The Role of Cognitive Emotion Regulation Strategies on Problematic Smartphone Use: Comparison between Problematic and Non-Problematic Adolescent Users.

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Prior work has suggested that individuals with deficits in emotion regulation skills are prone to compulsive behaviour and to following maladaptive coping strategies, such as smartphone overuse, to manage negative moods. Adolescence is a vulnerable developmental stage for deficits in emotion regulation, and these are linked to excessive smartphone use. The present study is the first to examine the links between the use of specific cognitive emotion regulation (CER) strategies and problematic smartphone use in a sample of adolescents. A total of 845 Spanish adolescents (455 females) completed the Spanish versions of the Cognitive Emotion Regulation Questionnaire and the Smartphone Addiction Scale, along with a socio-demographic survey. The adolescents were divided into two groups: Non-problematic smartphone users (n = 491, 58.1%) and problematic smartphone users (n = 354, 41.9%). Significant group differences were found, with the problematic users reporting significantly higher scores for all maladaptive CER strategies, including higher self-blame, rumination, blaming of others and catastrophising. The results from logistic regression analyses show that rumination, catastrophising and blaming of others were the most important variables for distinguishing between the two groups, along with gender and parental control outside the home. In summary, these findings suggest the importance of specific maladaptive CER strategies in problematic smartphone use and provide insight for relevant targets for intervention designs.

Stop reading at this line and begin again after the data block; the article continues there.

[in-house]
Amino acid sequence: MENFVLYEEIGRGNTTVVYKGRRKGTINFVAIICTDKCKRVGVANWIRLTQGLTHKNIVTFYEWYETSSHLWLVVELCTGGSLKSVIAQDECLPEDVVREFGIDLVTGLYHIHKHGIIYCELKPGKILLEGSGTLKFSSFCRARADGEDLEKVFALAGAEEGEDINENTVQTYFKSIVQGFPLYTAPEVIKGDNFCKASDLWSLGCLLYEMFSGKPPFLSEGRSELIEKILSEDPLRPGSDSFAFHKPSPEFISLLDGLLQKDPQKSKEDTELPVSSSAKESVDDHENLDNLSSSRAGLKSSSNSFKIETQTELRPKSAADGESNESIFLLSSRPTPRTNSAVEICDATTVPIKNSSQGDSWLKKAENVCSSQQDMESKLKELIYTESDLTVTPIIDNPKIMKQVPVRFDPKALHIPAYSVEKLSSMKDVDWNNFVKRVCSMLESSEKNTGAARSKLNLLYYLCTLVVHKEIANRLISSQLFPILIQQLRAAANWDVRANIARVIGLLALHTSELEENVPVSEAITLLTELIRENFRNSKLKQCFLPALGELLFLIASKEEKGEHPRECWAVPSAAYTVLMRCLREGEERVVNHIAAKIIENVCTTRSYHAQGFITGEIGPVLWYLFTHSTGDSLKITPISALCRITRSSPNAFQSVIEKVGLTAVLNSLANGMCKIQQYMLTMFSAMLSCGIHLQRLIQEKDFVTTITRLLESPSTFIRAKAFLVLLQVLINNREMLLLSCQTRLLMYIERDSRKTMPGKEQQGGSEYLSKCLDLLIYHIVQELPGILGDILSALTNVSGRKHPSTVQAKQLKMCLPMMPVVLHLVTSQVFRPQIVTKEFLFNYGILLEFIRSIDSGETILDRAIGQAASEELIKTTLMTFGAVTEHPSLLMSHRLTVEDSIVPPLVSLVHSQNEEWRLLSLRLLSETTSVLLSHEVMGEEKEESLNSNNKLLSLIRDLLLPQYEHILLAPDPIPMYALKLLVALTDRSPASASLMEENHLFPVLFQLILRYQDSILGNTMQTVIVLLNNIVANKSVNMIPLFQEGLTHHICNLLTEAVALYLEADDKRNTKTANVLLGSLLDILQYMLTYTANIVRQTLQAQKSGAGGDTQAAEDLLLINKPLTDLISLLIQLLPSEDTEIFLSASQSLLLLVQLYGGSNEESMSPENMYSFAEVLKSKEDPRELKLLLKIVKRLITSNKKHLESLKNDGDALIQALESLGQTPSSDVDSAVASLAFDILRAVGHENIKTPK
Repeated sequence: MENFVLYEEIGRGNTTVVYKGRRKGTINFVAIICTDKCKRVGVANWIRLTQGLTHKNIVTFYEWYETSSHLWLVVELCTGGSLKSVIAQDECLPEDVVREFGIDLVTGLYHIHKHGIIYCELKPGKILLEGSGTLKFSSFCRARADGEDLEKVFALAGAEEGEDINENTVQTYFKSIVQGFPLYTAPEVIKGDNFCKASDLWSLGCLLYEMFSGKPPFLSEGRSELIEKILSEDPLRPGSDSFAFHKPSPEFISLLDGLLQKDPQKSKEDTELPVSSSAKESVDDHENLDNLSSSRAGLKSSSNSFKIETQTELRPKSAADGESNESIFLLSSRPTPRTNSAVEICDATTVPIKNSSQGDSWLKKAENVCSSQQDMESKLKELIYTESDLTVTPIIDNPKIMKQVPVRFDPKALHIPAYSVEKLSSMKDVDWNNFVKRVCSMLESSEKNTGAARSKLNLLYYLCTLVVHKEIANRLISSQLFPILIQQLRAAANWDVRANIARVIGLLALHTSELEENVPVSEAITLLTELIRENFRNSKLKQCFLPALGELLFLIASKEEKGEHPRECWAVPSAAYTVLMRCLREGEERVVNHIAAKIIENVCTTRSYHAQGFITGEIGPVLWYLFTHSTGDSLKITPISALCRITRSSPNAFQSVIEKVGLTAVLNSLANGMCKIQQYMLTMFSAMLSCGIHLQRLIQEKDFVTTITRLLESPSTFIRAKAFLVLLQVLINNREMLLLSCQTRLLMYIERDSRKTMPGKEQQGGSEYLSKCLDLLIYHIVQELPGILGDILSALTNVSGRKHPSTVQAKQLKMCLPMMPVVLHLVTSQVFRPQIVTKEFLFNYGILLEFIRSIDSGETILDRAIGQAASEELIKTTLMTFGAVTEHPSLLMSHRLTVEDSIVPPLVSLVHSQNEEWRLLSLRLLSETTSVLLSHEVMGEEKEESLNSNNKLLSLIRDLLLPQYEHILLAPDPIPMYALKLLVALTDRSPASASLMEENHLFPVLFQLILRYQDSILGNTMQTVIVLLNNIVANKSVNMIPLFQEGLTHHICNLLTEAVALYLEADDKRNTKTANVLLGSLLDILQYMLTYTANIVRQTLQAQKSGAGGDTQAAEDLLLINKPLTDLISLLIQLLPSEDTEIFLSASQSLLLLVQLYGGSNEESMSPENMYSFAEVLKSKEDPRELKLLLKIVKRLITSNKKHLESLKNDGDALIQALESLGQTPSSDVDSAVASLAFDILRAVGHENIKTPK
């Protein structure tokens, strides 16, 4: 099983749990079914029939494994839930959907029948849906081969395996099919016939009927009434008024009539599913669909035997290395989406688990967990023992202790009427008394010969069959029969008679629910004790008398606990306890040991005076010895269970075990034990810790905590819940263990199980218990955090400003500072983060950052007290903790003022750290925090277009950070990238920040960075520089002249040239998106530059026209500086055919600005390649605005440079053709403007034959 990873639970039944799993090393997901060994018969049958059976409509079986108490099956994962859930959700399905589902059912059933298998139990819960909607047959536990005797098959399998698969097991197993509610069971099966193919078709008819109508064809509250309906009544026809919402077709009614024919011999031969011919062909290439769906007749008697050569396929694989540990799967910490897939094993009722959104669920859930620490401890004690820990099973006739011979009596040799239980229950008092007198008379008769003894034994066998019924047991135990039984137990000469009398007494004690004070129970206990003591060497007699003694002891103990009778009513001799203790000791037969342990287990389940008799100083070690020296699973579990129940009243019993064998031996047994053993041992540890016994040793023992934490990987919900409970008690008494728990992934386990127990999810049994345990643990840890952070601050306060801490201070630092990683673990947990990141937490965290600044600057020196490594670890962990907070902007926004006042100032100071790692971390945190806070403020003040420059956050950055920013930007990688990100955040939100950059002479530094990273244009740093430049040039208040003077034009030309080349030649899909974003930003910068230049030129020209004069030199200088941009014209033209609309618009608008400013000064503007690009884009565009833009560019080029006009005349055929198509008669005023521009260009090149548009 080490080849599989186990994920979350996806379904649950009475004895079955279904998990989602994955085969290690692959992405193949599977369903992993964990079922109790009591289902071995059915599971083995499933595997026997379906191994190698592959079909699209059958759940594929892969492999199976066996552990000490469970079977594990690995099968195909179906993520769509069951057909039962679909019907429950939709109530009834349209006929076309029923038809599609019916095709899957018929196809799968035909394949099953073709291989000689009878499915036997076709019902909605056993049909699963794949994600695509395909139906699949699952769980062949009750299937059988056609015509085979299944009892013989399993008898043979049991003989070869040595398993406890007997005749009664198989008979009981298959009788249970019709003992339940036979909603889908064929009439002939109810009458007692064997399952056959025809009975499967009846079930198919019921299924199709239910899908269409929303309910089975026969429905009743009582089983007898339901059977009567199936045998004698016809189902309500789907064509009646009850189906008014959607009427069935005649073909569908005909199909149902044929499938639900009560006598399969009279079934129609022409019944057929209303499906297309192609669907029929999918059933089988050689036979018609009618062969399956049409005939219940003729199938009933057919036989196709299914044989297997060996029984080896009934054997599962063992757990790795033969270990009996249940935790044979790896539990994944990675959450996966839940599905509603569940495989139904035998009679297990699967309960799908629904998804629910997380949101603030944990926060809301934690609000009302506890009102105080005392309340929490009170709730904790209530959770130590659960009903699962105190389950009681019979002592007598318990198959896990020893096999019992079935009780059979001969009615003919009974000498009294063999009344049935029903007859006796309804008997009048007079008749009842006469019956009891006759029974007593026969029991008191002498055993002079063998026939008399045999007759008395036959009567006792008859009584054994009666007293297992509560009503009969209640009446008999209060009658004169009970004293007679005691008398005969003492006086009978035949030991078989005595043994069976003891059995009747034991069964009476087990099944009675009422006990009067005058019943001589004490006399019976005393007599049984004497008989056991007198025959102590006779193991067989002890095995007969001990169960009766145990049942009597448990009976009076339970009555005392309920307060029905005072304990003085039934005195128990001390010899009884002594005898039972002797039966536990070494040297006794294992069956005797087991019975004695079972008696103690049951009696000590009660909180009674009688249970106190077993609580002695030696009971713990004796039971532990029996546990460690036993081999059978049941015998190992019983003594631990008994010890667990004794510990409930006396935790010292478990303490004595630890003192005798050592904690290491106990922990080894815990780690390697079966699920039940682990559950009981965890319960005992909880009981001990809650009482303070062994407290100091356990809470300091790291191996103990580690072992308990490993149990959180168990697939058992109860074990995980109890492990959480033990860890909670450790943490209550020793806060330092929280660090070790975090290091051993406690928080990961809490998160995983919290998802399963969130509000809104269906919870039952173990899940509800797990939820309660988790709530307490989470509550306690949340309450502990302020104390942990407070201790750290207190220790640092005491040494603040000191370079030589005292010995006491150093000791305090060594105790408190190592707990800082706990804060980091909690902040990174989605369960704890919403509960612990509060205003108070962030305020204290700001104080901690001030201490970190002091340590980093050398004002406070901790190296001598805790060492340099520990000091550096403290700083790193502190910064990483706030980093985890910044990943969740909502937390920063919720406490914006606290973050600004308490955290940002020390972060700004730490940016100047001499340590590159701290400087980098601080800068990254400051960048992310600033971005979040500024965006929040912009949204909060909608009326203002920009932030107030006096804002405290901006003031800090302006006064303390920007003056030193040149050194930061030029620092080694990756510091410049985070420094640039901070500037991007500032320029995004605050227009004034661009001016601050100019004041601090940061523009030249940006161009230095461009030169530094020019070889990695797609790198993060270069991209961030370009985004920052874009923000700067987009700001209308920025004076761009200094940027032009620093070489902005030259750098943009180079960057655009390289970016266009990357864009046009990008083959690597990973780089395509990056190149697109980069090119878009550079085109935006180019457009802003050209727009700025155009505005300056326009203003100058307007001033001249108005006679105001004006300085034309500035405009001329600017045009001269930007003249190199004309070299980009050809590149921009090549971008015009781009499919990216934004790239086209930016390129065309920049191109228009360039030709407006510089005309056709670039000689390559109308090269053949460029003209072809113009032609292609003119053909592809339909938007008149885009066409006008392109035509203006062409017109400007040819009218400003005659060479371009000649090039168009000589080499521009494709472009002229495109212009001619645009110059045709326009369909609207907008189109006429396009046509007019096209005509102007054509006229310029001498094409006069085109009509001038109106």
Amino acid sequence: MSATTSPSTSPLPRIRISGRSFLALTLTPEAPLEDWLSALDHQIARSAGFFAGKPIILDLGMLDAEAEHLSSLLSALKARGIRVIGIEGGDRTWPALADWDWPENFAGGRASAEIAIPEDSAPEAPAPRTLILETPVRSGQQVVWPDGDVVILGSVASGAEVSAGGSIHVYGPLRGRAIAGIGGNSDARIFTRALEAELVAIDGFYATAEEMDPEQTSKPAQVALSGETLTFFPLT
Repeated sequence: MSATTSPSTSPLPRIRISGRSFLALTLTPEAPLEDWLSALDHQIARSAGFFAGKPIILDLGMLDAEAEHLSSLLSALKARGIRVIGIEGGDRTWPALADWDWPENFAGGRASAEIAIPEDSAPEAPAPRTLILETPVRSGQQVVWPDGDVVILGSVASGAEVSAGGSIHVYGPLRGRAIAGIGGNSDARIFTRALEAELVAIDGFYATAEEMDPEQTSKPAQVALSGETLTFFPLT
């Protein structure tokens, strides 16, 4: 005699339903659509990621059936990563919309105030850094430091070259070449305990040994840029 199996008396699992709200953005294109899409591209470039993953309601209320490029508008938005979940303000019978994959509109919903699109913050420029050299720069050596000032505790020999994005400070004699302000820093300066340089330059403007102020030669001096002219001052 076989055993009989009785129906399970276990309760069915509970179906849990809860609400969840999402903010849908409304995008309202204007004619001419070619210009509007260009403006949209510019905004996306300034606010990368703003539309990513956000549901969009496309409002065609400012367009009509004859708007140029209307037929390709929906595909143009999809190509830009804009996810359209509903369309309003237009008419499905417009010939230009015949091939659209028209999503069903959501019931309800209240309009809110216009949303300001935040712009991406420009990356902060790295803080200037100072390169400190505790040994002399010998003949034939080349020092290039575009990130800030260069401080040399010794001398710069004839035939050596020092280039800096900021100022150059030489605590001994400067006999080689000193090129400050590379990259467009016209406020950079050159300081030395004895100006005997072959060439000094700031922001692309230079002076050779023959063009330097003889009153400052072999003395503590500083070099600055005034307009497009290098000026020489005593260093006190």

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adolescence, cognitive emotion regulation, coping profile, mobile phone usage, problematic smartphone use